OLPC talk [audio; video or if you have trouble with that, it is now also on Google Video here ]
After the introduction, the meeting got going with a panel discussing the status of GPLv3. The 'last call' discussion draft was issued on May 31, with final adoption expected around the end of this month. The major subjects of discussion in the 'last-call' draft are:
the Affero GPL.
The major goal in compatibility was to ensure that GPLv3 would be compatible with the Apache license. This has now been achieved: GPLv3 code can be mixed with Apache code and the combined code can still be distributed. Any combined GPLv3/Apache code will have to be released under GPLv3.
The "anti-DRM" provisions of GPLv3 require that any information needed to load modified GPLv3 code will have to be disclosed. These provisions will only apply to consumer devices.
The patent provisions in GPLv3 are designed to discourage business deals that tend to weaken the free-software community, such as the Microsoft-Novell deal. However, there are other patent deals that might strengthen the community, and the difficult decisions have been in how to distinguish the good deals from the bad ones.
The Affero license is based on GPL, and is intended for those who wish to address the fact that GPL software can be modified and used to provide web services to the public, but as long as the modified programs themselves are not distributed, the modified source code can remain secret. The original Affero license was based on GPLv2; an updated Affero GPL based on GPLv3 will be released soon after the release of GPLv3.
Open-Source Business Strategies
In this segment, the moderator posed a number of questions to a panel including representatives of Iona, Red Hat, Novell, IBM, and Microsoft.
Asked how their companies derive revenue from open source, the panelists responded:
Iona: by providing support, services, and training
- Red Hat: by providing software subscriptions, maintenance, distribution of tested code, support, training, and an online software configuration and patching system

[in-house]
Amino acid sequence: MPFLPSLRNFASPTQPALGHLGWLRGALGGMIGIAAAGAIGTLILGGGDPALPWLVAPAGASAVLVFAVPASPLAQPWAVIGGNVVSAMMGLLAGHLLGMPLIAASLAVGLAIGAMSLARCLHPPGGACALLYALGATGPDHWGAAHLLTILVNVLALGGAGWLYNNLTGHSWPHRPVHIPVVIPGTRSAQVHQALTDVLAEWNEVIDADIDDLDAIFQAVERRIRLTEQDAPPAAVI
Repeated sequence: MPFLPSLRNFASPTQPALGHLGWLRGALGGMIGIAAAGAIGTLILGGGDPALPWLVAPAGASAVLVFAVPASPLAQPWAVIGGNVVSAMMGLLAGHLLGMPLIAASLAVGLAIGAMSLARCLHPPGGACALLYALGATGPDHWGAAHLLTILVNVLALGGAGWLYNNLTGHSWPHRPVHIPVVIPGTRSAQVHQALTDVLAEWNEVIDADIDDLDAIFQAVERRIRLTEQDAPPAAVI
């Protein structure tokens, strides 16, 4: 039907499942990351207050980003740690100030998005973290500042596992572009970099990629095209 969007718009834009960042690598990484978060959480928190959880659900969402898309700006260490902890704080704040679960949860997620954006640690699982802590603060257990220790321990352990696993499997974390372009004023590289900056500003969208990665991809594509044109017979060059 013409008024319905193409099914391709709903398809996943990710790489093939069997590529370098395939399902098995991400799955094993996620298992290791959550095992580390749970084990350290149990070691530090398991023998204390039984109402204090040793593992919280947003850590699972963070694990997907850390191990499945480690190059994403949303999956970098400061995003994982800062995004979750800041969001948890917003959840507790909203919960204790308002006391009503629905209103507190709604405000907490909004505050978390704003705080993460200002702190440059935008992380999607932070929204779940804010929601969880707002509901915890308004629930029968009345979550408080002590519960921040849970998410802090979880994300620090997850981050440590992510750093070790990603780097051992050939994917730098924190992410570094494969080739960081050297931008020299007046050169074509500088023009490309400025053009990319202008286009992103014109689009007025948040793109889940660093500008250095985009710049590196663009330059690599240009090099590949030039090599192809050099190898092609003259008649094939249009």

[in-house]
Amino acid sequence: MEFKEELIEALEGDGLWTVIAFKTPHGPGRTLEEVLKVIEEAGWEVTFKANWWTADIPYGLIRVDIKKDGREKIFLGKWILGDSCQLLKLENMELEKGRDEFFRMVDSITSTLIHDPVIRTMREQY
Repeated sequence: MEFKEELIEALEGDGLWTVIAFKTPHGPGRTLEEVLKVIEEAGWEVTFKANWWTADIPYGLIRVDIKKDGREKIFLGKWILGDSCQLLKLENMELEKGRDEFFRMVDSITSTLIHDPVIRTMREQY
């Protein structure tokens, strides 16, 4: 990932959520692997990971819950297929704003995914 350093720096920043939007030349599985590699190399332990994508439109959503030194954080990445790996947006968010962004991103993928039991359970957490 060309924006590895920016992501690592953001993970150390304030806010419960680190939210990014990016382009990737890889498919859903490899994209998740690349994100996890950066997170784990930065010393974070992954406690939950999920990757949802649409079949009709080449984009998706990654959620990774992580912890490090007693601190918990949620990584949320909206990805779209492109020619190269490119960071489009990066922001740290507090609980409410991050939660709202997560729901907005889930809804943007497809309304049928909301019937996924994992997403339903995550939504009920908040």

- Novell: by mixed-source' software distribution, providing support and training, and enterprise management software for mixed environments
- IBM: by using most strategies (except hosting): embedded systems, consulting, layering, subscription, providing an'on-ramp' to more sophisticated offerings, and by a 'Patronage model' where IBM helps develop a healthy marketplace into which it can sell its products
- Microsoft: by providing a Common user interface and combined environment management
Regarding the recent Microsoft-Novell deal, Novell's Director of Linux Marketing, Justin Steinman, said that it benefits the industry by reducing uncertainty for paying SUSE Enterprise customers. This restricted protection jibes with Eben Moglen's explanation of the problem with the deal: it attempts to placate the large enterprise users (who are also Microsoft users and will be angered by Microsoft threats), while still leaving the open-source developers out in the cold.
Next, there was a 'lightning round' of presentations from ten open-source companies, each ruthlessly limited to six minutes:
Akaza Research provides open-source OpenClinica software for clinical trial management.
Apatar provides open-source data integration software.
Blackduck provides software analysis tools to verify license and regulatory compliance: “Blackduck is the de-facto M+A due diligence standard.”
Drupal is a pure open-source modular website content management system.
enterpriseDB is world's the largest PostgresSQL company, competing with Microsoft, Oracle, and IBM in the enterprise DB marketplace.